LiDAR, or light detection and ranging, is a popular remote sensing method used for measuring the exact distance of an object on the earth’s surface. Even though it was first used in the 1960s when laser scanners were mounted to aeroplanes, LiDAR didn’t get the popularity it deserved until twenty years later. It was only during the 1980s after the introduction of GPS that it became a popular method for calculating accurate geospatial measurements.
Now that its scope has spread across numerous fields, we should know more about LiDAR mapping technology and how it works. Here are a few insights about it that are good to know.
According to the American Geoscience Institute, LiDAR uses a pulsed laser to calculate an object’s variable distances from the earth surface. These light pulses — put together with the information collected by the airborne system — generate accurate 3D information about the earth surface and the target object.
There are three primary components of a LiDAR instrument — the scanner, laser and GPS receiver. Other elements that play a vital role in the data collection and analysis are the photodetector and optics. Most government and private organizations use helicopters, drones and airplanes for acquiring LiDAR data.
Types of LiDAR Systems
LiDAR systems are divided into two types based on its functionality — Airborne LiDAR & Terrestrial LiDAR.
Airborne LiDAR is installed on a helicopter or drone for collecting data. As soon as it’s activated, Airborne LiDAR emits light towards the ground surface, which returns to the sensor immediately after hitting the object, giving an exact measurement of its distance. Airborne LiDAR is further divided into two types — Topological LiDAR and Bathymetric LiDAR.
Unlike Airborne, Terrestrial LiDAR systems are installed on moving vehicles or tripods on the earth surface for collecting accurate data points. These are quite common for observing highways, analysing infrastructure or even collecting point clouds from the inside and outside of buildings. Terrestrial LiDAR systems have two types — Mobile LiDAR and Static LiDAR.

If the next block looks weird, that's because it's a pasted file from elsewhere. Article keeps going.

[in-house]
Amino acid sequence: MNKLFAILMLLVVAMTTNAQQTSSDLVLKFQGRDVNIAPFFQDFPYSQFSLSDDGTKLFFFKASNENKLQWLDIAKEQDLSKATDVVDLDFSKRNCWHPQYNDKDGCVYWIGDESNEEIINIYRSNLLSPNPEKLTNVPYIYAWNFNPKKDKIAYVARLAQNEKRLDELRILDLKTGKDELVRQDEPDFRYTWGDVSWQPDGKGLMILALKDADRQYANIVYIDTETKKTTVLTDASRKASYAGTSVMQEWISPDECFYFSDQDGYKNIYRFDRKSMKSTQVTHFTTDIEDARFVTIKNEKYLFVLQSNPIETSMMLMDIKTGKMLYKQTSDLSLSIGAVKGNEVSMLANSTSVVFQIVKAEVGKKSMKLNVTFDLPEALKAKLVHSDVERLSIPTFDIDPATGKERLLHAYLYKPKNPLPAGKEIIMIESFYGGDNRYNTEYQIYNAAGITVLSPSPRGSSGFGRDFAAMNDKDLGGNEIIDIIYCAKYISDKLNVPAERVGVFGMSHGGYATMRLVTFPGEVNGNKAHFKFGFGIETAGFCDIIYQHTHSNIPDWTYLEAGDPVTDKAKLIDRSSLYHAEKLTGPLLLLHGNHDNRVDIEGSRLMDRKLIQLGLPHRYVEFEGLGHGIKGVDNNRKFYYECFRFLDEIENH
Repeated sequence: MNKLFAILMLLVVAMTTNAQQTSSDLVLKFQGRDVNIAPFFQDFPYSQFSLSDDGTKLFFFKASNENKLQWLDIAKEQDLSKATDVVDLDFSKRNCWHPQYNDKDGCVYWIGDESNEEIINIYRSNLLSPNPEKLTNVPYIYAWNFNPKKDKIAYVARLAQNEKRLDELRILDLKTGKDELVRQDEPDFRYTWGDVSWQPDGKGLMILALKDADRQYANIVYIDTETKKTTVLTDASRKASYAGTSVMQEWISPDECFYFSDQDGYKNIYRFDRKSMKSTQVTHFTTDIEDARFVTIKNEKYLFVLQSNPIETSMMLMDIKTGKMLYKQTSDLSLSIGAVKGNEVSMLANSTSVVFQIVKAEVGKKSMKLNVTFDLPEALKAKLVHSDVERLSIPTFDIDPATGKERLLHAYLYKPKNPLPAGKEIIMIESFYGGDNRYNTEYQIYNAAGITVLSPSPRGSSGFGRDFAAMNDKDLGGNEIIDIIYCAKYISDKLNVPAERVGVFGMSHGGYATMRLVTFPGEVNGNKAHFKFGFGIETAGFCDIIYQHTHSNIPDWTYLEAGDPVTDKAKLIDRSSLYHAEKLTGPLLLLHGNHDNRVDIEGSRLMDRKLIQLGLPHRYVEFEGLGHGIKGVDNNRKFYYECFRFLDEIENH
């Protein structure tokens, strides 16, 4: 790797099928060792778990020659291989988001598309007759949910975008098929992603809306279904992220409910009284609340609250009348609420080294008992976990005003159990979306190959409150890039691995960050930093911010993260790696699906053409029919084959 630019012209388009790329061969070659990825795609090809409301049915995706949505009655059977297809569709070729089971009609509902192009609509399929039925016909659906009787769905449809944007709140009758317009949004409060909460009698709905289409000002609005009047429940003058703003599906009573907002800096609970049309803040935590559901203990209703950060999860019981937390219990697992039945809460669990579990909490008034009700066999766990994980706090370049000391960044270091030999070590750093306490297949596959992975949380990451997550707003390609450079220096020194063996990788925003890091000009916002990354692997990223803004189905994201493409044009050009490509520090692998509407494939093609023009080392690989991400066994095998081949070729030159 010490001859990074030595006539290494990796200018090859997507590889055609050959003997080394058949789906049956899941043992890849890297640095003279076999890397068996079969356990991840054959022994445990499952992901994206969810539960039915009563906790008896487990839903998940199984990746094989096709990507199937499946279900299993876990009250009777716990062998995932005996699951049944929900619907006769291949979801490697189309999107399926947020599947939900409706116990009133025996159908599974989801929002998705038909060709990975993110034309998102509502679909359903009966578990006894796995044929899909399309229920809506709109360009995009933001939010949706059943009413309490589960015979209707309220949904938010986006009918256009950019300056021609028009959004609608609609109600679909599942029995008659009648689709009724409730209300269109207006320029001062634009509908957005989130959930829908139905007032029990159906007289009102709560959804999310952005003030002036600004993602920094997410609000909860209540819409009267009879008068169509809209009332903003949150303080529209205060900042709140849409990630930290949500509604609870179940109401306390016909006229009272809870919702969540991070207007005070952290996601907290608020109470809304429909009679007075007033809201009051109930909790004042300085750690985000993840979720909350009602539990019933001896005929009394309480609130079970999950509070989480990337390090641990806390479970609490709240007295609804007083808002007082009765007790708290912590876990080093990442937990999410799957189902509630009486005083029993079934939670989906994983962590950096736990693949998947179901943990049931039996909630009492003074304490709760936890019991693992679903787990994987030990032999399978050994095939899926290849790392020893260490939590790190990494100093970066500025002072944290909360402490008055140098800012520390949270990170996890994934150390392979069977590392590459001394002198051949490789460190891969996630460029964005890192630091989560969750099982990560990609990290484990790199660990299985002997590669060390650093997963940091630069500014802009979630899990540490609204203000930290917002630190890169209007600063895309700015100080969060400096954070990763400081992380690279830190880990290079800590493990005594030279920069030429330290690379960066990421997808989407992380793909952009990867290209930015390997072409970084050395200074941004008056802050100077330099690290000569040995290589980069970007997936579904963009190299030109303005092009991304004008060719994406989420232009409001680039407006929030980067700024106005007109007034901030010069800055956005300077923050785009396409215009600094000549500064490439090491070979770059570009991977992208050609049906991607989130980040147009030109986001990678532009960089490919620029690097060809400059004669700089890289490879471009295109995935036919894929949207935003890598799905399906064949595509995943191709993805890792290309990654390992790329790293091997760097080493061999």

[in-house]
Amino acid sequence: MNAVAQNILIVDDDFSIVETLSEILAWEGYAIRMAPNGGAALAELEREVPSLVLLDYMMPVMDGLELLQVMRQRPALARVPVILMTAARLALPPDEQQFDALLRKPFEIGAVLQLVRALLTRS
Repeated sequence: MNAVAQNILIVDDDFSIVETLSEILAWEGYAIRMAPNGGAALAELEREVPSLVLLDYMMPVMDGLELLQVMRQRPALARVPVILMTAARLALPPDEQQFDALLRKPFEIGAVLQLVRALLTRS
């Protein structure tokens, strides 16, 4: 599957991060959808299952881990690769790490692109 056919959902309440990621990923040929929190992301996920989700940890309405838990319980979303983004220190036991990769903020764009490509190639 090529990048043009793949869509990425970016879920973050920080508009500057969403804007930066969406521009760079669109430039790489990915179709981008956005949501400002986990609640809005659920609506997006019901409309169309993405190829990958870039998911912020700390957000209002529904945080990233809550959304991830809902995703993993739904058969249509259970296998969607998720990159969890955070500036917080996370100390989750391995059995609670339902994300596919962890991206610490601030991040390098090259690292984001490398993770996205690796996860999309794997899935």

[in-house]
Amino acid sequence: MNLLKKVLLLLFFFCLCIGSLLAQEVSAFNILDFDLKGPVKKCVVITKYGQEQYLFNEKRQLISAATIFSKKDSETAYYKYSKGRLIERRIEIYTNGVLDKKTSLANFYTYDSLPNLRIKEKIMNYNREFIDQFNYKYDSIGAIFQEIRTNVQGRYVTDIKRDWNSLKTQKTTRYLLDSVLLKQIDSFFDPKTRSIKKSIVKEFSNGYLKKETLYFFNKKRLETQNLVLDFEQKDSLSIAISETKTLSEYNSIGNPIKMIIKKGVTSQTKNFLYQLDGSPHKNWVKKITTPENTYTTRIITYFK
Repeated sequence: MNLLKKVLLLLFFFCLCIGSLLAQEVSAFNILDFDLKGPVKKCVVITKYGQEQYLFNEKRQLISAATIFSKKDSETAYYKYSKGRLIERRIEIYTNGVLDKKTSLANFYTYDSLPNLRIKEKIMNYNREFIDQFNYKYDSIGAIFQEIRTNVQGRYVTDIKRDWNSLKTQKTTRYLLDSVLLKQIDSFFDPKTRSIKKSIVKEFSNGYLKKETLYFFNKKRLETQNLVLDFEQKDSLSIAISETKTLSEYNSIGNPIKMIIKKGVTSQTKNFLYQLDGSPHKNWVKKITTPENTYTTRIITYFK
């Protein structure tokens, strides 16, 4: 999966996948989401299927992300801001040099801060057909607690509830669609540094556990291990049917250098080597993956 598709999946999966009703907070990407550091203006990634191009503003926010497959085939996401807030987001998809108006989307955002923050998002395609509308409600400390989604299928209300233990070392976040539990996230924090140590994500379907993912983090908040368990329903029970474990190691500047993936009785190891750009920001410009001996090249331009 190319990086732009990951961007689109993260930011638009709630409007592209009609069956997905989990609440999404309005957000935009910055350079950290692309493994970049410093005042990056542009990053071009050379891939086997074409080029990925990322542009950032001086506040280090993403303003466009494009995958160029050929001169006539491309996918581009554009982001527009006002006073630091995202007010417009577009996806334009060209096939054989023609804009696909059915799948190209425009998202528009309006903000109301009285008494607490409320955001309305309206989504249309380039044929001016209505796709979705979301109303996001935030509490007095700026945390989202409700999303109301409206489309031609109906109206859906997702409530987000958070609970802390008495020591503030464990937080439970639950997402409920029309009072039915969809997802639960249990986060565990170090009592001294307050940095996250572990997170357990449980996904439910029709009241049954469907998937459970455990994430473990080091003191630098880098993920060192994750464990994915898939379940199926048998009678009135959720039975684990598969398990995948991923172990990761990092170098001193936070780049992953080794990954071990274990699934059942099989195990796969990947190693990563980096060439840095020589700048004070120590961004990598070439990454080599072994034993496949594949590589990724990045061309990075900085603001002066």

How Does LiDAR Work?
LiDAR follows a simple principle — throw laser light at an object on the earth surface and calculate the time it takes to return to the LiDAR source. Given the speed at which the light travels (approximately 186,000 miles per second), the process of measuring the exact distance through LiDAR appears to be incredibly fast. However, it’s very technical. The formula that analysts use to arrive at the precise distance of the object is as follows:
The distance of the object = (Speed of Light x Time of Flight) / 2
LiDAR can be used to accomplish many developmental objectives, some of which are:
When the authorities want to know the exact depth of the ocean’s surface to locate any object in the case of a maritime accident or for research purposes, they use LiDAR technology to accomplish their mission. Other than locating objects, LiDAR is also used for calculating phytoplankton fluorescence and biomass in the ocean surface, which otherwise is very challenging.
Digital Elevation or Terrain Model
Terrain elevations play a crucial role during the construction of roads, large buildings and bridges. LiDAR technology has x, y and z coordinates, which makes it incredibly easy to produce the 3D representation of elevations to ensure that concerned parties can draw necessary conclusions more easily.
Agriculture & Archaeology
Typical applications of LiDAR technology in the agriculture sector include analysis of yield rates, crop scouting and seed dispersions. Besides this, it is also used for campaign planning, mapping under the forest canopy, and more.
Apart from the applications mentioned above, LiDAR is used by geoscientists for unearthing geomorphology related secrets, as well as by military for carrying out various security operations near the national borders.